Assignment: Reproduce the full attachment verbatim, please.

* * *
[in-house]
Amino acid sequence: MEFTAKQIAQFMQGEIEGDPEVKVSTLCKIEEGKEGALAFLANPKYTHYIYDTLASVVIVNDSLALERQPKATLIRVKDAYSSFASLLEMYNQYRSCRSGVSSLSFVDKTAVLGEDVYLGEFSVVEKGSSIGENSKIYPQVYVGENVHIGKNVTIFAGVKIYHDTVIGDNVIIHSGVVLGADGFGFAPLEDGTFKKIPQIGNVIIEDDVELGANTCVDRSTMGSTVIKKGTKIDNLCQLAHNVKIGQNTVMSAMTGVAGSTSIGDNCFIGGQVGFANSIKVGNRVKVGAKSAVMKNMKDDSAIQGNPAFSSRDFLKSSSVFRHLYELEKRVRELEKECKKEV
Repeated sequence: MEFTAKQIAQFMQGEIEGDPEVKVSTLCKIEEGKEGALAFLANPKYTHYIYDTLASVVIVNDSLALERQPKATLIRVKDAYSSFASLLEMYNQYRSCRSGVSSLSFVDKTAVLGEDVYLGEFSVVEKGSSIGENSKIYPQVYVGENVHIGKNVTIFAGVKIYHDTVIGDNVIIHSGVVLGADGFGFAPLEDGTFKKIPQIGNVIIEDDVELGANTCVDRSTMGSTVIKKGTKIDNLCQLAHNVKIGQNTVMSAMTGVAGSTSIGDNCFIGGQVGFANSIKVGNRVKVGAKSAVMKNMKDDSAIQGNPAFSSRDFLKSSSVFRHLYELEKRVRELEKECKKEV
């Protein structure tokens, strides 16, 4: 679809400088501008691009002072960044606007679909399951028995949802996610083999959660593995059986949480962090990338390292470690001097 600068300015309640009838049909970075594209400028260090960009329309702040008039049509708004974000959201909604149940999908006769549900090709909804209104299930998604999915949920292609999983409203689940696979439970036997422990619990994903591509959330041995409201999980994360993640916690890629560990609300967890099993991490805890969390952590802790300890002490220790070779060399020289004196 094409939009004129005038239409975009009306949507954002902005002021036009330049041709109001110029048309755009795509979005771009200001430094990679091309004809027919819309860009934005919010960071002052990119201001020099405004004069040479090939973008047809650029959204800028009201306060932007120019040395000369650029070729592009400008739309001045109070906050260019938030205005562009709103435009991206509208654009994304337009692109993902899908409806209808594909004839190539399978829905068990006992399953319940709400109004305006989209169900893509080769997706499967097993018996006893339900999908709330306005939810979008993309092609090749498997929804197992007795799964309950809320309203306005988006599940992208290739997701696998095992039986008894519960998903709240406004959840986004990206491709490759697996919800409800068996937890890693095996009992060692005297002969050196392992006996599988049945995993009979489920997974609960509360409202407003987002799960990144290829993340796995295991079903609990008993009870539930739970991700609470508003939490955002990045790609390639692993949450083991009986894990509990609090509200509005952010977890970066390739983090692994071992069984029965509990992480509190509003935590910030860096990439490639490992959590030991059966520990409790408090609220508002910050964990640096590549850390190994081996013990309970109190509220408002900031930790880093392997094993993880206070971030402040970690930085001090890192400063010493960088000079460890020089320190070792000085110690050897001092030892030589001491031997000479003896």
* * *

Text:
[in-house]
Amino acid sequence: MEFTAKQIAQFMQGEIEGDPEVKVSTLCKIEEGKEGALAFLANPKYTHYIYDTLASVVIVNDSLALERQPKATLIRVKDAYSSFASLLEMYNQYRSCRSGVSSLSFVDKTAVLGEDVYLGEFSVVEKGSSIGENSKIYPQVYVGENVHIGKNVTIFAGVKIYHDTVIGDNVIIHSGVVLGADGFGFAPLEDGTFKKIPQIGNVIIEDDVELGANTCVDRSTMGSTVIKKGTKIDNLCQLAHNVKIGQNTVMSAMTGVAGSTSIGDNCFIGGQVGFANSIKVGNRVKVGAKSAVMKNMKDDSAIQGNPAFSSRDFLKSSSVFRHLYELEKRVRELEKECKKEV
Repeated sequence: MEFTAKQIAQFMQGEIEGDPEVKVSTLCKIEEGKEGALAFLANPKYTHYIYDTLASVVIVNDSLALERQPKATLIRVKDAYSSFASLLEMYNQYRSCRSGVSSLSFVDKTAVLGEDVYLGEFSVVEKGSSIGENSKIYPQVYVGENVHIGKNVTIFAGVKIYHDTVIGDNVIIHSGVVLGADGFGFAPLEDGTFKKIPQIGNVIIEDDVELGANTCVDRSTMGSTVIKKGTKIDNLCQLAHNVKIGQNTVMSAMTGVAGSTSIGDNCFIGGQVGFANSIKVGNRVKVGAKSAVMKNMKDDSAIQGNPAFSSRDFLKSSSVFRHLYELEKRVRELEKECKKEV
């Protein structure tokens, strides 16, 4: 679809400088501008691009002072960044606007679909399951028995949802996610083999959660593995059986949480962090990338390292470690001097 600068300015309640009838049909970075594209400028260090960009329309702040008039049509708004974000959201909604149940999908006769549900090709909804209104299930998604999915949920292609999983409203689940696979439970036997422990619990994903591509959330041995409201999980994360993640916690890629560990609300967890099993991490805890969390952590802790300890002490220790070779060399020289004196 094409939009004129005038239409975009009306949507954002902005002021036009330049041709109001110029048309755009795509979005771009200001430094990679091309004809027919819309860009934005919010960071002052990119201001020099405004004069040479090939973008047809650029959204800028009201306060932007120019040395000369650029070729592009400008739309001045109070906050260019938030205005562009709103435009991206509208654009994304337009692109993902899908409806209808594909004839190539399978829905068990006992399953319940709400109004305006989209169900893509080769997706499967097993018996006893339900999908709330306005939810979008993309092609090749498997929804197992007795799964309950809320309203306005988006599940992208290739997701696998095992039986008894519960998903709240406004959840986004990206491709490759697996919800409800068996937890890693095996009992060692005297002969050196392992006996599988049945995993009979489920997974609960509360409202407003987002799960990144290829993340796995295991079903609990008993009870539930739970991700609470508003939490955002990045790609390639692993949450083991009986894990509990609090509200509005952010977890970066390739983090692994071992069984029965509990992480509190509003935590910030860096990439490639490992959590030991059966520990409790408090609220508002910050964990640096590549850390190994081996013990309970109190509220408002900031930790880093392997094993993880206070971030402040970690930085001090890192400063010493960088000079460890020089320190070792000085110690050897001092030892030589001491031997000479003896």